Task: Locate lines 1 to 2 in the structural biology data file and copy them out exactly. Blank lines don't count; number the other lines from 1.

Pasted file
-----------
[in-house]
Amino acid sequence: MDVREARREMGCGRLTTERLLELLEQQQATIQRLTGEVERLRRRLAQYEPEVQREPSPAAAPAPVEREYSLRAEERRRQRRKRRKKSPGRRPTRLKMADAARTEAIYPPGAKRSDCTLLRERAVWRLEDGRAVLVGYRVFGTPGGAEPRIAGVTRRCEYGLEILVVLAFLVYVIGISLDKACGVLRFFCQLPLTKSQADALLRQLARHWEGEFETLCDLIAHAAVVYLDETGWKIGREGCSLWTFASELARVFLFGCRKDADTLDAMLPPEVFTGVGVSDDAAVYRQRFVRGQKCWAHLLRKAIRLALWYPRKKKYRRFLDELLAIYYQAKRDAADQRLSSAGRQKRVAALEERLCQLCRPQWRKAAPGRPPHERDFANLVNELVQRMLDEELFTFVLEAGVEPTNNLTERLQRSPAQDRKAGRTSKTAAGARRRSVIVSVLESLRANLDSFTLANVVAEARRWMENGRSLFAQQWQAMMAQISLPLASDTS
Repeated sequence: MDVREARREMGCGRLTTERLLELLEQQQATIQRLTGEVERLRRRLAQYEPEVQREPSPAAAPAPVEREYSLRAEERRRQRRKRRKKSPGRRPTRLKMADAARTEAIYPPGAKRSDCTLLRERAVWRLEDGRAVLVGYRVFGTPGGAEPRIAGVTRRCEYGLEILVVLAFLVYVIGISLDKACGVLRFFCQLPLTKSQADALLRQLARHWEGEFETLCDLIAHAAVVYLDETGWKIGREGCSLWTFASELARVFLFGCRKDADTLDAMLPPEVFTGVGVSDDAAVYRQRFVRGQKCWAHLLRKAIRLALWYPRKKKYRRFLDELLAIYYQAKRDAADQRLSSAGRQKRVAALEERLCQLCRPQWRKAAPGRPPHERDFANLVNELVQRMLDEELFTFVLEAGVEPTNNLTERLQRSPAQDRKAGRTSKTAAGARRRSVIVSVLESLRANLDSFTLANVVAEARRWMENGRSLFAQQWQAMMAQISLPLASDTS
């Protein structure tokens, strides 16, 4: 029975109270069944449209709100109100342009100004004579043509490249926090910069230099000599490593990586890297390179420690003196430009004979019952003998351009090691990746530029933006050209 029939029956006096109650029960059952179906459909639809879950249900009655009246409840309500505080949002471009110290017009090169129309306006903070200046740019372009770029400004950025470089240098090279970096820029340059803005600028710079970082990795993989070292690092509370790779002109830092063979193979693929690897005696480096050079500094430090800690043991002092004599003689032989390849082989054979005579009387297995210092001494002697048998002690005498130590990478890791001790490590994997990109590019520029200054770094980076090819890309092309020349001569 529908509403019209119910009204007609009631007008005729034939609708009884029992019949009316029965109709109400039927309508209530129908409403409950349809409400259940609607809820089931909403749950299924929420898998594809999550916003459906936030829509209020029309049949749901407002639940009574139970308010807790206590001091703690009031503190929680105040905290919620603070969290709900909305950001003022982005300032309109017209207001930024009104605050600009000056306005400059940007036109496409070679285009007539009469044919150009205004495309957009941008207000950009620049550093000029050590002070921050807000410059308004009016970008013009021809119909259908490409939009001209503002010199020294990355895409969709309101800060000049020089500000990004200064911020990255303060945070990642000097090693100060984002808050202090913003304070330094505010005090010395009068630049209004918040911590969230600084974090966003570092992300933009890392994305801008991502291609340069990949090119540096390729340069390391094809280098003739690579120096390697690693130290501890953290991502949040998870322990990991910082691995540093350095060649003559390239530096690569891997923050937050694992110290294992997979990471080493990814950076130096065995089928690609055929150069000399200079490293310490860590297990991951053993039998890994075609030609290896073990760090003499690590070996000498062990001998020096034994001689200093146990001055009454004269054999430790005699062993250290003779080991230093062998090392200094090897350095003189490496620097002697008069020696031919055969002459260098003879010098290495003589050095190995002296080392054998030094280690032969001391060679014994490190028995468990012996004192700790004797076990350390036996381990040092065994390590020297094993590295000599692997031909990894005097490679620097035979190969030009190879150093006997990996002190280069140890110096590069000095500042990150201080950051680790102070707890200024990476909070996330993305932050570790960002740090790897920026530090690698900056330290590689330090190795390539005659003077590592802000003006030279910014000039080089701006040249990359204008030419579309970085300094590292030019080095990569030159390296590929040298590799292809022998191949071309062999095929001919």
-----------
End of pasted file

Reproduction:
[in-house]
Amino acid sequence: MDVREARREMGCGRLTTERLLELLEQQQATIQRLTGEVERLRRRLAQYEPEVQREPSPAAAPAPVEREYSLRAEERRRQRRKRRKKSPGRRPTRLKMADAARTEAIYPPGAKRSDCTLLRERAVWRLEDGRAVLVGYRVFGTPGGAEPRIAGVTRRCEYGLEILVVLAFLVYVIGISLDKACGVLRFFCQLPLTKSQADALLRQLARHWEGEFETLCDLIAHAAVVYLDETGWKIGREGCSLWTFASELARVFLFGCRKDADTLDAMLPPEVFTGVGVSDDAAVYRQRFVRGQKCWAHLLRKAIRLALWYPRKKKYRRFLDELLAIYYQAKRDAADQRLSSAGRQKRVAALEERLCQLCRPQWRKAAPGRPPHERDFANLVNELVQRMLDEELFTFVLEAGVEPTNNLTERLQRSPAQDRKAGRTSKTAAGARRRSVIVSVLESLRANLDSFTLANVVAEARRWMENGRSLFAQQWQAMMAQISLPLASDTS